Some in the field of assisted suicide report a growing number of elderly people inquiring about it, and that lockdowns are accelerating the timelines among seniors already considering assisted suicide.


Down Syndrome Ireland urges Emmerdale producers to scrap abortion storyline

An Irish advocacy group for people with Down syndrome is urging the producers of the UK soap Emmerdale to cancel a storyline featuring a couple ending their pregnancy after being told their unborn child has the chromosomal condition.

Down Syndrome Ireland says the storyline will be challenging and distressing for many people with the condition and for their families.

They add that the difficult emotions and choices that arise when considering abortion could have been explored without mentioning the child’s diagnosis.

“We would like to remind TV producers that people with Down syndrome watch TV programmes, listen to the news and read media articles,” the group said.

“This storyline will be challenging and distressing for many people with Down syndrome and their families, as well as for expectant parents”.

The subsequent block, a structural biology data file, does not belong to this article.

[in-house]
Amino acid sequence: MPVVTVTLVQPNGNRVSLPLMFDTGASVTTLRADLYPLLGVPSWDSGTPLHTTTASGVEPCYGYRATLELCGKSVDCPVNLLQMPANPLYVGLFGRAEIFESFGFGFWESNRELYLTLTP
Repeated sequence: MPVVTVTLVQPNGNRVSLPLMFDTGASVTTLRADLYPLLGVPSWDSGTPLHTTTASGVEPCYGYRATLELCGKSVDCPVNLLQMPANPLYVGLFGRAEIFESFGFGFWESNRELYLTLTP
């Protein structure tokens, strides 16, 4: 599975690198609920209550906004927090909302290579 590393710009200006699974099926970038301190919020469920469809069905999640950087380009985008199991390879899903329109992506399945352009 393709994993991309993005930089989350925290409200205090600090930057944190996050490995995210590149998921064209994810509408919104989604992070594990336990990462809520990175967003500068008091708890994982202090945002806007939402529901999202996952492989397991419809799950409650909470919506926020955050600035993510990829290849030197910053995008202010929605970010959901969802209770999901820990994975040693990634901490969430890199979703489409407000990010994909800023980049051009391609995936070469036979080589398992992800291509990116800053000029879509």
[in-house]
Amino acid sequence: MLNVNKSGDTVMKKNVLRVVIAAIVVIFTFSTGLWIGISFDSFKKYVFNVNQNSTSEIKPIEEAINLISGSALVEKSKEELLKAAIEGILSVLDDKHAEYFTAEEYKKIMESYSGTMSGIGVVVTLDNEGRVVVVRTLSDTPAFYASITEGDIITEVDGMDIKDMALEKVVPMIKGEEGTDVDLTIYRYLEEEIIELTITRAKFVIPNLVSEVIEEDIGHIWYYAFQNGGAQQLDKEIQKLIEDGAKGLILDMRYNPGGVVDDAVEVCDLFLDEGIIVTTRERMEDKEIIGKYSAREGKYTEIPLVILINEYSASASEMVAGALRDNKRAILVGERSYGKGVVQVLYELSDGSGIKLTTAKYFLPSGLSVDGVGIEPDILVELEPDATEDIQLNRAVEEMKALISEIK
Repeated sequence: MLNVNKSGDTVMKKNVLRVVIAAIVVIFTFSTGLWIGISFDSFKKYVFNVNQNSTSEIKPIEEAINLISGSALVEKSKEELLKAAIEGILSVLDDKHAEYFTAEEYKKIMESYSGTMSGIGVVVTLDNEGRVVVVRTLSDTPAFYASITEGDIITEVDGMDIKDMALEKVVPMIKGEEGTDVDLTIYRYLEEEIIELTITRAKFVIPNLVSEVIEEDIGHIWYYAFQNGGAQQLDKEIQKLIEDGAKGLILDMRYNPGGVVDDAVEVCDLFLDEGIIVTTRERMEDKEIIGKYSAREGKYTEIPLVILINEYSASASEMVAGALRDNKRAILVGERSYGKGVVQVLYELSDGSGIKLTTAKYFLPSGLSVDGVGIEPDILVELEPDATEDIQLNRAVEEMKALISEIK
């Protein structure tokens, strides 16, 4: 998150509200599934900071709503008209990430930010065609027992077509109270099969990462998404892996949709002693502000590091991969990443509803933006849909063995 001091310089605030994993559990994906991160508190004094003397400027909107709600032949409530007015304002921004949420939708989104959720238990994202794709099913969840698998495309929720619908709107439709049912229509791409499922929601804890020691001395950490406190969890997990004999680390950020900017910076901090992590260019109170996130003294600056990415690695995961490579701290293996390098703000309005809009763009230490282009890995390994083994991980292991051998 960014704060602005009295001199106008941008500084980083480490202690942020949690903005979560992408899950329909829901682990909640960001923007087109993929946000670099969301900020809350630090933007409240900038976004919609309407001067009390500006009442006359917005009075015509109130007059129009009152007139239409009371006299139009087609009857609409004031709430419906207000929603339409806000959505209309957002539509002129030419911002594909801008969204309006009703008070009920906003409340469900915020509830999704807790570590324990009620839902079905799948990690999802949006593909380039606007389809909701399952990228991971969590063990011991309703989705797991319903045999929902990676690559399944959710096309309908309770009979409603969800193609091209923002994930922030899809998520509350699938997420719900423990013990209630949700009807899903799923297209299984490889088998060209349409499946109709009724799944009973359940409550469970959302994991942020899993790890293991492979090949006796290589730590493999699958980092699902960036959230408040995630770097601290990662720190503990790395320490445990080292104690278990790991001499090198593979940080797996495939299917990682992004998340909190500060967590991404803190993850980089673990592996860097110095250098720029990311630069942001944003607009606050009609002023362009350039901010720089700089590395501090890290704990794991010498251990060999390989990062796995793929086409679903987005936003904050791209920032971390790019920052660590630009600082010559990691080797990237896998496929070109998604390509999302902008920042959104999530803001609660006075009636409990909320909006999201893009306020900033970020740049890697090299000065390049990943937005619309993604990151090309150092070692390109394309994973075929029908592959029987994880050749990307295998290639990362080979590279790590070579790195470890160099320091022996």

US Supreme Court suspends toughest restrictions on public worship in New York

The most stringent coronavirus restrictions on public worship in New York are a violation of religious freedom, the US Supreme Court said Wednesday night.

The state had forbade the attendance of more than 10 people at religious services in areas designated “red zones”, and 25 people in “orange zones.”

Justice Neil Gorsuch said: “It is time — past time — to make plain that, while the pandemic poses many grave challenges, there is no world in which the Constitution tolerates color-coded executive edicts that reopen liquor stores and bike shops but shutter churches, synagogues and mosques”.

While the numeric limits are suspended, the less onerous limit of keeping houses of worship at 50% capacity remains in place.

Welcoming the ruling, the Bishop of Brooklyn, whose diocese was a plaintiff in the suit, said that religious worship should be considered an essential service during the coronavirus pandemic.


French bishops express ‘incredulity’ at Government’s 30-person Mass limit

The French bishops are “both disappointed and surprised” at President Emmanuel Macron’s announcement that public worship would be limited to 30 people per church.

“This announcement is not at all in line with the discussions that have taken place in recent weeks with the ministers concerned,” a statement said.

“Indeed, this unrealistic and inapplicable measure is completely disrespectful of the reality of the religious practice of Catholics.”